How to identify, treat and minimise transmission.
With the sudden drop in temperature as we transition through the year, the inevitable cold and flu season is among us. With the continuing rise in Covid-19 cases and recent alert level increase to ‘4’ (government measures being placed upon the population to slow transmission) the NHS has begun its biggest ever flu vaccination campaign programme designed to help protect the nation from the combined threat of both Covid-19 and influenza (flu).
Why get the flu jab?
Flu can be fatal and each year thousands die in the UK with many more hospitalised due to severe symptoms. 2020 brings further complications as Covid-19 continues to circulate. Make no mistake: both the common flu and Covid-19 can be caught in tandem – a potentially fatal combination.
The government is intent on minimising this potential crisis with a proactive and sustained vaccination program.
Health Secretary Matt Hancock underlined the strategy behind the drive:
“This year more than ever, it is vital that those eligible for the flu jab get it this winter, so you can protect yourself, your family and the NHS. We’re pulling out all the stops to prepare for this uniquely challenging winter and we have enough vaccines for 30 million people this year, more than we’ve ever done before.”
In accordance with the vaccine drive the government has put together an aggressive marketing campaign. The ‘Just’ The Flu campaign, which has been launched within the last few days, will emphasise the seriousness of flu, particularly in our current Covid-19 climate.
In neighbouring France, the capital Paris has seen an exponential rise in cases in recent days, with health officials expressing concern, with over 40% of Covid patience taking up intensive care beds. With this in mind, how do we – ‘the general population’ – have a part to play in alleviating the strain on our NHS workers and urgent care services during the autumnal and winter months?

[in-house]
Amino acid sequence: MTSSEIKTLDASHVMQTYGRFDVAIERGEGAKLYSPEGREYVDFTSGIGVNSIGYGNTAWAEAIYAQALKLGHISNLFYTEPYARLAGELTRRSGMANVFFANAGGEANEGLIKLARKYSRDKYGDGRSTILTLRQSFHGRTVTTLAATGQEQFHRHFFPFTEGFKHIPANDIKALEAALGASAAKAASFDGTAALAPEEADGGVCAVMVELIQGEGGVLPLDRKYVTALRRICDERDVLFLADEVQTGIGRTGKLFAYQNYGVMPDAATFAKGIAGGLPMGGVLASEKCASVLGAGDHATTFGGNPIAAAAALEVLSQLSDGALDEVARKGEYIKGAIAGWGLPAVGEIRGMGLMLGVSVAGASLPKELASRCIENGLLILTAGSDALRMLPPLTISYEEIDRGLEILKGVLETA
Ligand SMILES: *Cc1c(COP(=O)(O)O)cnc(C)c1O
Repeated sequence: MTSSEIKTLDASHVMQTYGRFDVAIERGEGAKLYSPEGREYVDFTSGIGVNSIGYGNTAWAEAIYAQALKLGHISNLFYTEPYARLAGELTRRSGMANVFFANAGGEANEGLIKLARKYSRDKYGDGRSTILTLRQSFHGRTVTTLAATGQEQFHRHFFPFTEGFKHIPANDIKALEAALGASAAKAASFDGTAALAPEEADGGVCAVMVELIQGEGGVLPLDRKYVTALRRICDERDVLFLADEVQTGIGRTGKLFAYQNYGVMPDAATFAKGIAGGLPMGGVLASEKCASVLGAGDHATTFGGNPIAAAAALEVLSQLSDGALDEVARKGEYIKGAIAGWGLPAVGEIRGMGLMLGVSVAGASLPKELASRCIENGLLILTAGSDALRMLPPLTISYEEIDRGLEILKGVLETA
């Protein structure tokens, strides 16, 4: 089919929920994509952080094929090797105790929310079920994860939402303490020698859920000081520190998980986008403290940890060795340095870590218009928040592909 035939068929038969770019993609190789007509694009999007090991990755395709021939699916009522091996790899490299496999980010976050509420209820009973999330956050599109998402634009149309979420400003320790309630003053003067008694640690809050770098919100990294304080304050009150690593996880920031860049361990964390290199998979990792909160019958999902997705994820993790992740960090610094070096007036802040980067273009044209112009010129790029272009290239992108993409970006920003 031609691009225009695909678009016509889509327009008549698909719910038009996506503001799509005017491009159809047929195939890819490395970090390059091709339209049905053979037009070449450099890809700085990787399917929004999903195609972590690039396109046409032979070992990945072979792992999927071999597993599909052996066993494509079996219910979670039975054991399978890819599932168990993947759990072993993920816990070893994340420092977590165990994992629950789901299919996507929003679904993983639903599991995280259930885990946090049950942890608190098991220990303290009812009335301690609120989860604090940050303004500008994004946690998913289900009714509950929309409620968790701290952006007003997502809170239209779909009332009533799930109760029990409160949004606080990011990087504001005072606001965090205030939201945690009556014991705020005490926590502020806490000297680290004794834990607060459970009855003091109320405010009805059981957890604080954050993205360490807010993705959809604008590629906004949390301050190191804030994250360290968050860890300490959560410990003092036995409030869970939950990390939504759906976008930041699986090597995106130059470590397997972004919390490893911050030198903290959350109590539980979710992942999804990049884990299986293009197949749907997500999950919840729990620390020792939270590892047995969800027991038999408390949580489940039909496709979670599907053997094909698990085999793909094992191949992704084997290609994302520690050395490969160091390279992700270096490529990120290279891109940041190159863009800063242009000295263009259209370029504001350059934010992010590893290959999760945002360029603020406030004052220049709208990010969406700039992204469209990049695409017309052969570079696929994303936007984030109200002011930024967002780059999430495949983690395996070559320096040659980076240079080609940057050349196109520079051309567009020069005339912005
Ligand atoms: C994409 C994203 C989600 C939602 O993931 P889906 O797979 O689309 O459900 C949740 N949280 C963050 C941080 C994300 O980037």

If you have a temperature above 37.8 you should have a Covid test; temperatures rarely reach figures this high with the common cold. Symptoms consisting of a runny or blocked nose on its own are likely to be a cold.
Loss of taste or smell is a clear symptom of Covid-19 and is not generally considered a symptom of flu – therefore taking a test is recommended. Another symptom of Covid-19 is a continuous cough. You’re at risk if you’ve been coughing incessantly for more than an hour or you have three or more coughing episodes in 24 hours.
While Covid-19 and flu viruses are thought to spread in similar ways, the new coronavirus is more contagious among certain populations and age groups than flu.
Those at highest risk include:
- Senior adults
- People with pre-existing medical conditions
- Pregnant women
The inevitable temperate drop winter yields will place fresh challenges on the UK populous.
Wherever your political allegiances lie on the government’s strategy in tackling COVID-19, the importance of identifying and acting in accordance with official advice remains paramount.
If you are part of the group(s) that the government would like to see vaccinated, do not delay. Covid-19’s weakness is that it is not the first pandemic we have faced; history teaches us how to act. As the saying goes, “those who cannot learn from history are destined to repeat it”.